South America Is Home To The World's Southernmost Hiking Trail Known For Unmatched Views

If you're a hiker and a fan of extremes, there's a trail just for you. In the rugged terrains of the Chilean part of Tierra del Fuego lies an adventure into some of the wildest realms of nature. The Dientes de Navarino, or the Dientes Circuit, boasts the title of the world's southernmost trekking trail. Far from busy cities and crowded tourist spots, the Dientes Circuit offers unmatched views and an incredible opportunity to immerse oneself in the raw beauty of the Earth's most remote landscapes. 

The Dientes Circuit wraps around the tooth-like peaks of the Dientes de Navarino mountain range on Navarino Island, near the town of Puerto Williams. Spanning roughly 33 miles, this trail can take between three to five days to complete, depending on the pace and experience of the hiker. The trail's elevation and terrain vary dramatically — from the jagged peaks that give the circuit its name, resembling the teeth of a great beast, to the many serene lakes that mirror the Patagonian skies.

Tackling this hike is not for the faint-hearted. The subantarctic climate in this region can be extreme, with unpredictable sunshine, rain, snow, and fierce winds. Navigation is difficult, with the trail sometimes becoming less distinct, demanding a good sense of direction and experience with navigation tools. But if you're looking for an underrated destination where you can explore Patagonia without the crowds, this is it — a journey of isolation, offering few signs of humanity beyond the trail markers that guide the way.

The Dientes Circuit journey

To be one of the 2,000 people who take on the Dientes each year, you'll have to brace yourself for a rugged and rewarding journey. The original five-day route was developed by Clem Lindenmayer in the 1990s for a trekking guide — the map can be found here. The first day will begin in Puerto Williams and end in Laguna del Salto. On the way, you'll encounter Cerro Bandera (a mountain with stunning views of the Beagle Channel), a Magellanic forest, and Laguna del Salto.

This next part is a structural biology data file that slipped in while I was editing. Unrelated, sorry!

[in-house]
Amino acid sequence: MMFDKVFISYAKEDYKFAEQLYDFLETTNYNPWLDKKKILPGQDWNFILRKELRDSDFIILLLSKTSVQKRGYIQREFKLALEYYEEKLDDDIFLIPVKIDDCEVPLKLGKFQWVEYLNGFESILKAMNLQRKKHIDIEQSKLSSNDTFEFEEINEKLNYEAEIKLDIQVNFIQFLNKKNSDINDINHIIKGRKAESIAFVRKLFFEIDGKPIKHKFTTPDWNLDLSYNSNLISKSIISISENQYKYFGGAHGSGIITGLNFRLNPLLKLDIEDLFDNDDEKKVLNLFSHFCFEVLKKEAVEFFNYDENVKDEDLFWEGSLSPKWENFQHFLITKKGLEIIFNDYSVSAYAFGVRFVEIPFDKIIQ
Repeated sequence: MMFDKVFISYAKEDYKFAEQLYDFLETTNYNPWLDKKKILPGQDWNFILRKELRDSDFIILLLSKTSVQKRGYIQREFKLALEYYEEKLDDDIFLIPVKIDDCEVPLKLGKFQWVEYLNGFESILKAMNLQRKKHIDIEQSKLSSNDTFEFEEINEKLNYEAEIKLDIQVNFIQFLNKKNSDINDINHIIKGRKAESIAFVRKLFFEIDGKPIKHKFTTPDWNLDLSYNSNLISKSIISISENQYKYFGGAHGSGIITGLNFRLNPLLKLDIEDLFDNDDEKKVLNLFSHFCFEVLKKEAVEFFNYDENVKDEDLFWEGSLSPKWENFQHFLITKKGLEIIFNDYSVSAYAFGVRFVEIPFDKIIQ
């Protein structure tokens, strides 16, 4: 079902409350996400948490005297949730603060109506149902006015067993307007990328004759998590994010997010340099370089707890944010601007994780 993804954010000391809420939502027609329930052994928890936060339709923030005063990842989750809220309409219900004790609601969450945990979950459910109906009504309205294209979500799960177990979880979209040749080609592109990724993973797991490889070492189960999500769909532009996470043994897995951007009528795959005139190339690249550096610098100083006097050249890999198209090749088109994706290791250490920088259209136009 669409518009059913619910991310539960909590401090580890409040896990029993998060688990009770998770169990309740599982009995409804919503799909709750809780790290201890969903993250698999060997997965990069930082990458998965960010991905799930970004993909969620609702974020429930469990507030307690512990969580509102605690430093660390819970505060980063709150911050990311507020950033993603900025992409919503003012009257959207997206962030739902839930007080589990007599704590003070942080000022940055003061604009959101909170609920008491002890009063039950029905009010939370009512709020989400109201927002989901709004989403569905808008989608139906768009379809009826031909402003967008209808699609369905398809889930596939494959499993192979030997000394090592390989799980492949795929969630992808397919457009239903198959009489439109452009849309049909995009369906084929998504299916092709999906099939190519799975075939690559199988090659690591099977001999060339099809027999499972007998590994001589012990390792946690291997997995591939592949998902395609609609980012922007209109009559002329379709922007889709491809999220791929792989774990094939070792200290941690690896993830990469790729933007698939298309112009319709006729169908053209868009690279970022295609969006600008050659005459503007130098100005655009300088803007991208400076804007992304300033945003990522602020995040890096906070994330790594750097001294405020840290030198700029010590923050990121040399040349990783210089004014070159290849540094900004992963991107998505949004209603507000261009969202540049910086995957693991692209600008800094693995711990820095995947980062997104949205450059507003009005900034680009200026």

The day one route is mostly done by day-trippers, but day two really takes you into the circuit with the Paso de los Dientes mountain pass and a trio of beautiful lakes. Day three is Beaverland. Why? 60,000 of these tree-munching animals have taken over Navarino, and signs of their masterful engineering (and destruction) are everywhere. You'll pass by beaver ponds and dams, along with non-beaver features like streams, cliffs, and lenga forests. 

Day four will take you to Paso Virginia, the highest point on the trek. Going down the pass is not easy: Think loose rocks and snow. The day's end will be at Laguna Los Guanacos. Finally, day five: From the scenic lake, you'll cross Beaverland zone once more and begin to descend through forests, daisy fields, and bushy slopes, to end at a northern road at Estero MacLean. Along this coastal road, a two-hour walk will lead you right back to where you started, Puerto Williams. 

Preparing for the trek

For those drawn to the Dientes Circuit and the stunning views it offers every step of the way, preparation is key. The trek requires good physical condition, tactical hiking gear, and the ability to be self-sufficient in a remote wilderness setting. This is an expedition in the truest sense — there are no accommodations along the way, so hikers must bring camping supplies and food for overnight stays. It's recommended to carry a map, a compass, and a GPS for navigation. 

All trekkers must file their trip with the Carabineros de Chile at the police station. You'll have to provide all of your information, including your expected return — and when you do, indeed, return, let them know. Local guides are strongly recommended for those unfamiliar with the terrain. Hiking in this South American region is dangerous, especially because rescues are notoriously complex. Adventure Life, Explora Isla Navarino, and other providers offer itineraries that include nearly everything you would need for your Dientes de Navarino journey.

The best time to trek is between mid-December and mid-March. The rest of the year, the weather can be too savage, and the trail is effectively closed between May and October. To reach Puerto Williams in Chile, the starting point of the Dientes Circuit, you can either take a 45-minute flight with DAP Airlines or take a much longer, albeit more scenic, 32-hour ferry with Transbordadora Austral Broom — both of these options depart from Punta Arenas. World's southernmost hiking trail in Chile? ¡Vamos!